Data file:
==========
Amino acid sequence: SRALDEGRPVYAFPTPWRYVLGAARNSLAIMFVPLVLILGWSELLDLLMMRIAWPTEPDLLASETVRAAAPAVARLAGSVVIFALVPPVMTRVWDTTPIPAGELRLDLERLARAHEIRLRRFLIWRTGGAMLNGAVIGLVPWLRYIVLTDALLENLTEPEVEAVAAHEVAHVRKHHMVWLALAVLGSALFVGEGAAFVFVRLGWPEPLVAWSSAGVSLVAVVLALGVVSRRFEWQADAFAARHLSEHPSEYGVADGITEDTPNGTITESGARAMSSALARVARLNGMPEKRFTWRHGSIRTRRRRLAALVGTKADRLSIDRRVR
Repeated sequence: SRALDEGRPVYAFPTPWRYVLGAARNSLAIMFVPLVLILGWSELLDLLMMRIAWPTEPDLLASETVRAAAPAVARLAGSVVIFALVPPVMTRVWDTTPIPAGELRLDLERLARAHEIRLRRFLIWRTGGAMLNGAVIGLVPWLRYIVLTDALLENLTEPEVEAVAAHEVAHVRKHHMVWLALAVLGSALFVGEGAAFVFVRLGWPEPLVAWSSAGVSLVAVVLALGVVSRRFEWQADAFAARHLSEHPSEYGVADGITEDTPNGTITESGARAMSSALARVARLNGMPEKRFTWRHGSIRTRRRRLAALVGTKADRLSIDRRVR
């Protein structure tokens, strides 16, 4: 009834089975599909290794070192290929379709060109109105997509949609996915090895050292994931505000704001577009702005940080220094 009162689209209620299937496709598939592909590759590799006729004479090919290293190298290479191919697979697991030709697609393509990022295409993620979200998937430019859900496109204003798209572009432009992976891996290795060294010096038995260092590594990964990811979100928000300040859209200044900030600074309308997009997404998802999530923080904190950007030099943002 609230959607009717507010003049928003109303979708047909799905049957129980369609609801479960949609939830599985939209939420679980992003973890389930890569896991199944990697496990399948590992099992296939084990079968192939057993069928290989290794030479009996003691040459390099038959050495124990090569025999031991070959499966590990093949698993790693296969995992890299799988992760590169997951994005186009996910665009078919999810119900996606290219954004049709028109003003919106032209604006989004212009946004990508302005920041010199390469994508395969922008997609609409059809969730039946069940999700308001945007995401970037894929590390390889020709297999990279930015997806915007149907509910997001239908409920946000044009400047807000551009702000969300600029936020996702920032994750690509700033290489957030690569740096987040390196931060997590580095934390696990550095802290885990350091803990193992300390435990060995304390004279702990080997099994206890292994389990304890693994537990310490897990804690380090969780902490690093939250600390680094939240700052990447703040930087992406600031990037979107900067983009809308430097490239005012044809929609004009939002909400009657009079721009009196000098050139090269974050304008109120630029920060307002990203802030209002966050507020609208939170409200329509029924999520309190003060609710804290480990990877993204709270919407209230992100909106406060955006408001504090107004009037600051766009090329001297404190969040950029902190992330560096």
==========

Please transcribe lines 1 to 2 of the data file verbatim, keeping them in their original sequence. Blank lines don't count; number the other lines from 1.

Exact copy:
Amino acid sequence: SRALDEGRPVYAFPTPWRYVLGAARNSLAIMFVPLVLILGWSELLDLLMMRIAWPTEPDLLASETVRAAAPAVARLAGSVVIFALVPPVMTRVWDTTPIPAGELRLDLERLARAHEIRLRRFLIWRTGGAMLNGAVIGLVPWLRYIVLTDALLENLTEPEVEAVAAHEVAHVRKHHMVWLALAVLGSALFVGEGAAFVFVRLGWPEPLVAWSSAGVSLVAVVLALGVVSRRFEWQADAFAARHLSEHPSEYGVADGITEDTPNGTITESGARAMSSALARVARLNGMPEKRFTWRHGSIRTRRRRLAALVGTKADRLSIDRRVR
Repeated sequence: SRALDEGRPVYAFPTPWRYVLGAARNSLAIMFVPLVLILGWSELLDLLMMRIAWPTEPDLLASETVRAAAPAVARLAGSVVIFALVPPVMTRVWDTTPIPAGELRLDLERLARAHEIRLRRFLIWRTGGAMLNGAVIGLVPWLRYIVLTDALLENLTEPEVEAVAAHEVAHVRKHHMVWLALAVLGSALFVGEGAAFVFVRLGWPEPLVAWSSAGVSLVAVVLALGVVSRRFEWQADAFAARHLSEHPSEYGVADGITEDTPNGTITESGARAMSSALARVARLNGMPEKRFTWRHGSIRTRRRRLAALVGTKADRLSIDRRVR